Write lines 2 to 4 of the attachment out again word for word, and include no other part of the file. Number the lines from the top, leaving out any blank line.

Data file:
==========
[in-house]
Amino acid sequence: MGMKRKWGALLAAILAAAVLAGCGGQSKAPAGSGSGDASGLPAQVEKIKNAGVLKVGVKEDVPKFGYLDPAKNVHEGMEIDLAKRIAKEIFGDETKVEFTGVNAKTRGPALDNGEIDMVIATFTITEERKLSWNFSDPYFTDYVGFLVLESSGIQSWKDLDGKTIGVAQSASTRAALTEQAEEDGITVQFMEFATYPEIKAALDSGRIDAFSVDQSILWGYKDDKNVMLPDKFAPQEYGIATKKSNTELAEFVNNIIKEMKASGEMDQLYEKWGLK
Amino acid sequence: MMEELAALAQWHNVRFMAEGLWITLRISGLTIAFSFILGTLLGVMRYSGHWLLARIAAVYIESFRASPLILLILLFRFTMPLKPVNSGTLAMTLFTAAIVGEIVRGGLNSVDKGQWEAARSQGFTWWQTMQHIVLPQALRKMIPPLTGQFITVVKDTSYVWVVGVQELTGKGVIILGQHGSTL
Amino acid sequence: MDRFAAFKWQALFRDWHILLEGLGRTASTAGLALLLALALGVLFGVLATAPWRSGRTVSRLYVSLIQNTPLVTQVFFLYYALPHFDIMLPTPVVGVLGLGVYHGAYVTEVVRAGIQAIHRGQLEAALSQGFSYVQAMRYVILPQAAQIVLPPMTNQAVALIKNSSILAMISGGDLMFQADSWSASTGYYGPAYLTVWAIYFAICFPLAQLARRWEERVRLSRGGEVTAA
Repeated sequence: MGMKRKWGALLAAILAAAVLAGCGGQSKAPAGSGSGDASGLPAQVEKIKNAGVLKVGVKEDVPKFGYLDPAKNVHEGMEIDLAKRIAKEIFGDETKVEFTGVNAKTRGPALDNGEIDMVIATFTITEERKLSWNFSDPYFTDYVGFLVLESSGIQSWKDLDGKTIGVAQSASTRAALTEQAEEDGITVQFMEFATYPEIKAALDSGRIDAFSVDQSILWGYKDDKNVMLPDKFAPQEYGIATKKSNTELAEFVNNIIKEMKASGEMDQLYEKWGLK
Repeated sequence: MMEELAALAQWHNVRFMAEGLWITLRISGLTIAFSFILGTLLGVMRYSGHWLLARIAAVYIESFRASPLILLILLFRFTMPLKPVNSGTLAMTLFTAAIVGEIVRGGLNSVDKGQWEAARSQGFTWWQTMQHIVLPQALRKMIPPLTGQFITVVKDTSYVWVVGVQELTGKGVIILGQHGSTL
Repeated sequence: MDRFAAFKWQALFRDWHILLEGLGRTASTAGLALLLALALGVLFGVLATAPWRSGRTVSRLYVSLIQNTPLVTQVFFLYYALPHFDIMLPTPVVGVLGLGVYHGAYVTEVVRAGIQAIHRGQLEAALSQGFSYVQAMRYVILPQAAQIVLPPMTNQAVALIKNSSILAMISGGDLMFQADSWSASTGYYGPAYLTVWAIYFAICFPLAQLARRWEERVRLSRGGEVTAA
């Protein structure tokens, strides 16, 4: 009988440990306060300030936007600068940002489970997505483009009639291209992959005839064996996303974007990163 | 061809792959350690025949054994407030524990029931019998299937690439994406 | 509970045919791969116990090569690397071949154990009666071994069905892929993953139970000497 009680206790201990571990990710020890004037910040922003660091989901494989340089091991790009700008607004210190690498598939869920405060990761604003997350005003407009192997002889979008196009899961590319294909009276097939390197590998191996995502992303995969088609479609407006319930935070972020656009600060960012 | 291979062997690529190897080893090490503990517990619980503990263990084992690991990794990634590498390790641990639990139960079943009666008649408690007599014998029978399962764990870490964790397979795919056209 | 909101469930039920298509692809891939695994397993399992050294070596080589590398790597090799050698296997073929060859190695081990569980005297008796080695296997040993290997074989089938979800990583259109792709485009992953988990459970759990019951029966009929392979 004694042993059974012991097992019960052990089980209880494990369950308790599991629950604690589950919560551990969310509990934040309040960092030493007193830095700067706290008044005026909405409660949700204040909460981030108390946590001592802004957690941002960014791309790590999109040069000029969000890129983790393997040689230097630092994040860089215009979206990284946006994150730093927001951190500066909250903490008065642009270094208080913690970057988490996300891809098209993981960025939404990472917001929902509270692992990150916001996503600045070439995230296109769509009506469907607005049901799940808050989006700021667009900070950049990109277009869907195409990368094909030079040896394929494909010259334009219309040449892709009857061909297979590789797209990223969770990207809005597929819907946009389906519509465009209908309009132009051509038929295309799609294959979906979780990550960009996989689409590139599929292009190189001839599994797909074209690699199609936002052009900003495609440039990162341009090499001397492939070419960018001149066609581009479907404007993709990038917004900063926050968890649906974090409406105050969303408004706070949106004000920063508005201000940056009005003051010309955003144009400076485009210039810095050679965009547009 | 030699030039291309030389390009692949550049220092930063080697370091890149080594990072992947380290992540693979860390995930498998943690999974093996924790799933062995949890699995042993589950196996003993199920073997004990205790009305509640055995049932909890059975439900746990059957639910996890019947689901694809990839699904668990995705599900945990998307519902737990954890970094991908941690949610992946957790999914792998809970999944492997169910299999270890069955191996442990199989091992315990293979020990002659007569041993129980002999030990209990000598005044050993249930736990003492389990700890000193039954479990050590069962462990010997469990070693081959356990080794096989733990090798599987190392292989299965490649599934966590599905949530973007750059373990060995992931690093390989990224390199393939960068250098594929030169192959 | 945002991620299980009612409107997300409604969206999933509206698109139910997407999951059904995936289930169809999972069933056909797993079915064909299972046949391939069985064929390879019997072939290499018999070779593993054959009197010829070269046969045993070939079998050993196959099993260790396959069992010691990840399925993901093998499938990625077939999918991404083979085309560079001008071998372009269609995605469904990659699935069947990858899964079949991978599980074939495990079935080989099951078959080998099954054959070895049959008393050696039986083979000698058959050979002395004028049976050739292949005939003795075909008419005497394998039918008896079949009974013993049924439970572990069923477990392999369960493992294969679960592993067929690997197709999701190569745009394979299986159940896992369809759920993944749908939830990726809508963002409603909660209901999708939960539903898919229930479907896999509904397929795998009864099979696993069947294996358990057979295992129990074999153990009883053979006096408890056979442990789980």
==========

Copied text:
Amino acid sequence: MGMKRKWGALLAAILAAAVLAGCGGQSKAPAGSGSGDASGLPAQVEKIKNAGVLKVGVKEDVPKFGYLDPAKNVHEGMEIDLAKRIAKEIFGDETKVEFTGVNAKTRGPALDNGEIDMVIATFTITEERKLSWNFSDPYFTDYVGFLVLESSGIQSWKDLDGKTIGVAQSASTRAALTEQAEEDGITVQFMEFATYPEIKAALDSGRIDAFSVDQSILWGYKDDKNVMLPDKFAPQEYGIATKKSNTELAEFVNNIIKEMKASGEMDQLYEKWGLK
Amino acid sequence: MMEELAALAQWHNVRFMAEGLWITLRISGLTIAFSFILGTLLGVMRYSGHWLLARIAAVYIESFRASPLILLILLFRFTMPLKPVNSGTLAMTLFTAAIVGEIVRGGLNSVDKGQWEAARSQGFTWWQTMQHIVLPQALRKMIPPLTGQFITVVKDTSYVWVVGVQELTGKGVIILGQHGSTL
Amino acid sequence: MDRFAAFKWQALFRDWHILLEGLGRTASTAGLALLLALALGVLFGVLATAPWRSGRTVSRLYVSLIQNTPLVTQVFFLYYALPHFDIMLPTPVVGVLGLGVYHGAYVTEVVRAGIQAIHRGQLEAALSQGFSYVQAMRYVILPQAAQIVLPPMTNQAVALIKNSSILAMISGGDLMFQADSWSASTGYYGPAYLTVWAIYFAICFPLAQLARRWEERVRLSRGGEVTAA